5 Things You Should Know about Buchi Emecheta.

Florence Onyebuchi Emecheta OBE (21st July 1944 – 25 January 2017) was a novelist and playwright. She authored over twenty books that focus on gender discrimination and racial prejudice, both of which she’d experienced herself. Some of her most notable works include The Bride Price (1976), Second Class Citizen (1974), The Slave Girl (1977) and my personal favorite, The Joys of Motherhood (1979).

Emecheta is a household name in the literary community worldwide. In her thirty years of work, she made some incredible achievements. She received the Jock Campbell New Statesman award for her novel Slave girl and was made OBE for her services to literature. She travelled the world and lectured in prestigious universities, the likes of Yale and UCLA. She worked with many literary organizations including the Caine Prize for African writing where she was a member on its advisory council. And she is featured on the BBC History Magazine’s list of 100 women who changed the world.

I consider Buchi Emecheta the pioneer Nigerian feminist writer. She was a feminist true and true, by the books she wrote and by the life she lived. Here, I have for you, some interesting facts you should know about Buchi Emecheta.

#1: Emecheta almost didn’t go to school.

Born in 40s Nigeria in a time of gender bias, Emecheta was kept at home while her younger brother was sent off to school. Believing that she had more to offer, she lobbied the benefits of her education to her parents and was eventually sent to an all-girls missionary school at the age of 10. She wouldn’t have gone to school if she didn’t question the system and speak up. Incredible to think Emecheta had always been the woman we thought her to be, even at age ten!

#2: She was betrothed to a school boy at age 11 and married off at age 16.

Traditional Igbo marriages in the past were arranged by the parents/family. The arranged marriages were not based on love but on status, honour, allegiances and friendship. At age eleven, Emecheta was arranged to marry a schoolboy named Sylvester Onwordi. An orphan at the time, she would eventually get a full scholarship to study at the Methodist Girls’ School in Yaba, Lagos, where at sixteen she would get married.

#3: Sylvester Onwordi, Emecheta’s husband, burnt her first manuscript.

Emecheta’s marriage is chronicled in her semi-autobiographical novel Second-class citizen, as well as her autobiography, Head above Water. Shortly after marriage, she and her husband moved to London with their two children. Her marriage to Sylvester Onwordi was violent and she was a victim of his violence. While dealing with this at home, she secured a job at the North Finchley Library where she took an interest in writing. On suspicion of her writing, Emecheta’s husband burnt her very first manuscript. You’d think that would stop her? Well, five years later, Emecheta re-wrote the very same burnt manuscript and it’s now one of her more famous novels, The Bride Price.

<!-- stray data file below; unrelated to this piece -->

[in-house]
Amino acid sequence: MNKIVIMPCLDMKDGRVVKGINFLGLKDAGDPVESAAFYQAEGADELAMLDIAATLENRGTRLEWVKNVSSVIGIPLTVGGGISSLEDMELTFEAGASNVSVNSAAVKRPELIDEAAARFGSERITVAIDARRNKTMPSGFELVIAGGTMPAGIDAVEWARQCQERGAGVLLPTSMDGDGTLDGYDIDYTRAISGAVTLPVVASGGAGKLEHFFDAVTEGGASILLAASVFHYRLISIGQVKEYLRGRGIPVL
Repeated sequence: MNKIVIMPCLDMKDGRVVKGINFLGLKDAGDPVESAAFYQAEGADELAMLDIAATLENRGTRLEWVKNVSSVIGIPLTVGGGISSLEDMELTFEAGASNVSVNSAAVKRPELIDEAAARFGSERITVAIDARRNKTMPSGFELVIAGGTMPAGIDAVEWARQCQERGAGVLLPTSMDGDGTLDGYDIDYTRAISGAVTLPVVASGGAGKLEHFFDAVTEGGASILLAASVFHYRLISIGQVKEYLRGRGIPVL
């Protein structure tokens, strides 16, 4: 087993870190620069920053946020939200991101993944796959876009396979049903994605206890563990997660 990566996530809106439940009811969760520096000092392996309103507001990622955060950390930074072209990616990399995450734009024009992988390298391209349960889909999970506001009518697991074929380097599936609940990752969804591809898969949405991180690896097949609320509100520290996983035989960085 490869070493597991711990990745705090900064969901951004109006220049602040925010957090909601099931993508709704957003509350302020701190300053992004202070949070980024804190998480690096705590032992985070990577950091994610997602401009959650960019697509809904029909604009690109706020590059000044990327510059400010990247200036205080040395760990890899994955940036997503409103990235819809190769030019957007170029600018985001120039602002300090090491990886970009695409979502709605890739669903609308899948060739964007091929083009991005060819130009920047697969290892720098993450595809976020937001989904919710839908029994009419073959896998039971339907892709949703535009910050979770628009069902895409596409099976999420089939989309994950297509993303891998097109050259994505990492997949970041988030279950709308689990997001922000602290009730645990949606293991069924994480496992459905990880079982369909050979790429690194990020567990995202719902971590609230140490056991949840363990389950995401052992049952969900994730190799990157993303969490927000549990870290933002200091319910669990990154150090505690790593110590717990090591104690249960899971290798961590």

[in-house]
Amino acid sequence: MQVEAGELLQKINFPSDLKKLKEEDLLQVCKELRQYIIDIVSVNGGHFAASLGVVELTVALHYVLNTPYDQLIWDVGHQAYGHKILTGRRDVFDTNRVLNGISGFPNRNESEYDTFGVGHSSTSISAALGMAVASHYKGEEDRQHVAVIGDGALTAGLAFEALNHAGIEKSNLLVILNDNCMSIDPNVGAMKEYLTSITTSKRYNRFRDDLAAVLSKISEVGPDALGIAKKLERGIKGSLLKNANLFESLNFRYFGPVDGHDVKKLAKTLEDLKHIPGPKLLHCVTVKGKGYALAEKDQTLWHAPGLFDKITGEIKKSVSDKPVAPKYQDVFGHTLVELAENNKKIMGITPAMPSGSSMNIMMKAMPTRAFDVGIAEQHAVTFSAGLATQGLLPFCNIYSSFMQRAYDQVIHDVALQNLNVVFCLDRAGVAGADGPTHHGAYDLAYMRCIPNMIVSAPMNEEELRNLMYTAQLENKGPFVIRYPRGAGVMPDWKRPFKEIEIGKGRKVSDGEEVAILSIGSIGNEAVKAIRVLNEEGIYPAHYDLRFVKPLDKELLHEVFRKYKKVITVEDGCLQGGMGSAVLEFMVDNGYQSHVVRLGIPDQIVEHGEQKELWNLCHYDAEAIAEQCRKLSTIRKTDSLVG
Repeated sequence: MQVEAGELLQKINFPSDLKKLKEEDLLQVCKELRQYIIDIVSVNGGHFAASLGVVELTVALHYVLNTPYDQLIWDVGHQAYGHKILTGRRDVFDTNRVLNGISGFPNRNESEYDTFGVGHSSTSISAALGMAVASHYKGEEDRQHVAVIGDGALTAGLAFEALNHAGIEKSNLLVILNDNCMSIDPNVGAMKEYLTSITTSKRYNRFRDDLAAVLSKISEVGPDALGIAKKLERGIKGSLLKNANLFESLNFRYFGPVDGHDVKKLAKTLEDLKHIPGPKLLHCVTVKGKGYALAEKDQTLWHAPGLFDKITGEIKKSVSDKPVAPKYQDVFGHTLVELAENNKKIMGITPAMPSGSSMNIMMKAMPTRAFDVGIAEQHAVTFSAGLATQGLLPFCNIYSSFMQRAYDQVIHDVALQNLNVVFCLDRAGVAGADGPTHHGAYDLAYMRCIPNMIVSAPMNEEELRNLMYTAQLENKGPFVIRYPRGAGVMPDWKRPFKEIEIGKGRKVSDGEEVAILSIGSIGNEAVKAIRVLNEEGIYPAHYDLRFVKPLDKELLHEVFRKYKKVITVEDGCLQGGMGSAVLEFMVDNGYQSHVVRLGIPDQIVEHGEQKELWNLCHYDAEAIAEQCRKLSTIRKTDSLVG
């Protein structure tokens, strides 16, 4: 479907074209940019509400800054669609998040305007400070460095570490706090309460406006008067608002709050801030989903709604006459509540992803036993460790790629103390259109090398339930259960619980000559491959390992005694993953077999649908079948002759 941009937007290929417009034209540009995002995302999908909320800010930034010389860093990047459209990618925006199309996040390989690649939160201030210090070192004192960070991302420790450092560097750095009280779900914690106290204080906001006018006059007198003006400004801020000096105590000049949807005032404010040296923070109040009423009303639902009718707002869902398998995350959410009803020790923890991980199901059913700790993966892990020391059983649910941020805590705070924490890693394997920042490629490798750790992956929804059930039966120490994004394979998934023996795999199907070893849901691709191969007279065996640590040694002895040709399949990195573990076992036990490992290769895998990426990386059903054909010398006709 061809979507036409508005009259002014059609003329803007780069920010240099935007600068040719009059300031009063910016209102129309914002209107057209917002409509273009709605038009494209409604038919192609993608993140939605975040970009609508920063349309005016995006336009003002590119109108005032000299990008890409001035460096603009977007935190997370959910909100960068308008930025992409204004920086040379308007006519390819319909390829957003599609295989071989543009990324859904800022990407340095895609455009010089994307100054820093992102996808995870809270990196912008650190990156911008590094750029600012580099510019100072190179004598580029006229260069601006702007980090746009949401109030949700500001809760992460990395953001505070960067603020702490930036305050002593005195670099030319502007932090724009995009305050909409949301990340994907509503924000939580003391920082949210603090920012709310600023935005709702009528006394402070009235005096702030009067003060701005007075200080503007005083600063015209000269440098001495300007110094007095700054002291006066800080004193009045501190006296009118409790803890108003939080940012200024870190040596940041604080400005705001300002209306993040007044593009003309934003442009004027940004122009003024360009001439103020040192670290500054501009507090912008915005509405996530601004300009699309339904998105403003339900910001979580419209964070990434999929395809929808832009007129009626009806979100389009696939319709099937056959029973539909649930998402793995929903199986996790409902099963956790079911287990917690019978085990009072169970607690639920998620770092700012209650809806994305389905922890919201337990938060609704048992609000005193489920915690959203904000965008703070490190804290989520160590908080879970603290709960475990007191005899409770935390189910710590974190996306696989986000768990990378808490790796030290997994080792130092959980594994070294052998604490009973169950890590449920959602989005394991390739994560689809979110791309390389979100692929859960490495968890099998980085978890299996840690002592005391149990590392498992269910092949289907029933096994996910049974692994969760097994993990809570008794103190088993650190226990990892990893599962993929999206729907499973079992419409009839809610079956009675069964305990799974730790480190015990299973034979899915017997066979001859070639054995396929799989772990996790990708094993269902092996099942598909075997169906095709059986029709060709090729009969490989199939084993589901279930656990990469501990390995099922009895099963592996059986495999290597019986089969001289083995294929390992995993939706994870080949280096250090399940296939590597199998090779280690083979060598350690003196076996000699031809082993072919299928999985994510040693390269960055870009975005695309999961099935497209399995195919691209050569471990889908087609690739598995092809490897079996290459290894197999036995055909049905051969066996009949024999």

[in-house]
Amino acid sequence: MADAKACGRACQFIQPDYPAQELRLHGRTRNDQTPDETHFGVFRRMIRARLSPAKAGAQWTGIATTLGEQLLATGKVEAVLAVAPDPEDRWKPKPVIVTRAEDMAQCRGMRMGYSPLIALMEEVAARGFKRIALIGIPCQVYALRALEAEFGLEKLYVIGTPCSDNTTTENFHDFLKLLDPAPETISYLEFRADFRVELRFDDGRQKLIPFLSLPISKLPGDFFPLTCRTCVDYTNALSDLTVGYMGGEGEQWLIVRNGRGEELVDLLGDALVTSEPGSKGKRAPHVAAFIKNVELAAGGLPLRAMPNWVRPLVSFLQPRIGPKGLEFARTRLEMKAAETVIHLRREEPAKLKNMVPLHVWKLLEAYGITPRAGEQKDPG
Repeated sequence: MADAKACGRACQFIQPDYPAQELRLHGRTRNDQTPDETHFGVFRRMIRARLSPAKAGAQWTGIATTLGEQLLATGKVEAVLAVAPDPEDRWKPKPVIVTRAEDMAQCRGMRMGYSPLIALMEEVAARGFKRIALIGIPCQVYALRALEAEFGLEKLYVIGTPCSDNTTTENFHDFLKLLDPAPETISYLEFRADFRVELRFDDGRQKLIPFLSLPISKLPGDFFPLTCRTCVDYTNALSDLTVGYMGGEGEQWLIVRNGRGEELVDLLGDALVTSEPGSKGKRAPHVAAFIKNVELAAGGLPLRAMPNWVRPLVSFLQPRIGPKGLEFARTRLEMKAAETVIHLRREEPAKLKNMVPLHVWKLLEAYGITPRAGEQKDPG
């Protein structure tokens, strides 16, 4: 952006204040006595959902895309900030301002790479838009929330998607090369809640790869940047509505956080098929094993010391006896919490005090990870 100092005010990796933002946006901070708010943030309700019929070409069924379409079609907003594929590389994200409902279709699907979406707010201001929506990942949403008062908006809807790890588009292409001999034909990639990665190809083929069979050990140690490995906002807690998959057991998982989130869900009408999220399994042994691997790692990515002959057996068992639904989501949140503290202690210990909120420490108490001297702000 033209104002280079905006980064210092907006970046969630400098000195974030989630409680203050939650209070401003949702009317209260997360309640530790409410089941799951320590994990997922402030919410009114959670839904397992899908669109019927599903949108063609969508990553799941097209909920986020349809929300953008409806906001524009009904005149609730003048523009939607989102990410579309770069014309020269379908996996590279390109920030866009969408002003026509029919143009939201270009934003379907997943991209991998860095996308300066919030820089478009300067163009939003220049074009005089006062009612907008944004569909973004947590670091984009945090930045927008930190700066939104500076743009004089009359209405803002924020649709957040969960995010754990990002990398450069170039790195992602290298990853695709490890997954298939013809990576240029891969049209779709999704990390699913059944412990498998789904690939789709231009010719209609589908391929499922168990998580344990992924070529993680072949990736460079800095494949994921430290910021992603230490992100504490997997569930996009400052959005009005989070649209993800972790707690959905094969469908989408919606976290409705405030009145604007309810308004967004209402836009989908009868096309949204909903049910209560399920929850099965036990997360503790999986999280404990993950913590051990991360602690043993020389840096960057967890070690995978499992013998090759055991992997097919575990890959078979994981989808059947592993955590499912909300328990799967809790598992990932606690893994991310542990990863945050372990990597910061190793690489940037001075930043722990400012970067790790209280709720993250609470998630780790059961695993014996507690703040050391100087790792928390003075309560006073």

#4: Emecheta earned her BSc in Sociology while nurturing five children.

Emecheta divorced Onwordi at the age of twenty-two, leaving her to care for their five children. While working and taking care of the children, she pursued a bachelors’ degree in Sociology at the University of London. In her autobiography, Head above Water, she considered her feat a “miracle”. I think we all do, too Buchi.

#5: She wrote the first female account of the Nigerian civil war.

Emecheta’s 1982 novel Destination Biafra is the first and for a long time was the only female account of the Nigerian civil war. The novel follows fictional character Debbie Ogedemgbe, daughter of a corrupt Nigerian Finance minister.

Against her parents’ wishes, Debbie joins the army to help her country win the war but soon struggles with her identity as a traditional Nigerian woman and her desire to answer the compatriot’s call. She is also doubting of her English lover, Alan Grey, who is Nigeria’s military adviser, as his interests in the war are put to question.

There are your facts, guys! It’s official. The closest thing we have to a Nigerian super-hero is Buchi Emecheta.

The world will forever be in admiration of her work and she will forever be remembered for her tenacity and grit in the face of gender oppression.

Published by

Amie

Amarachi Ike writes from Enugu, where she is currently studying Medicine at the University of Nigeria. She is an essayist, fiction writer, blogger and aspiring author.

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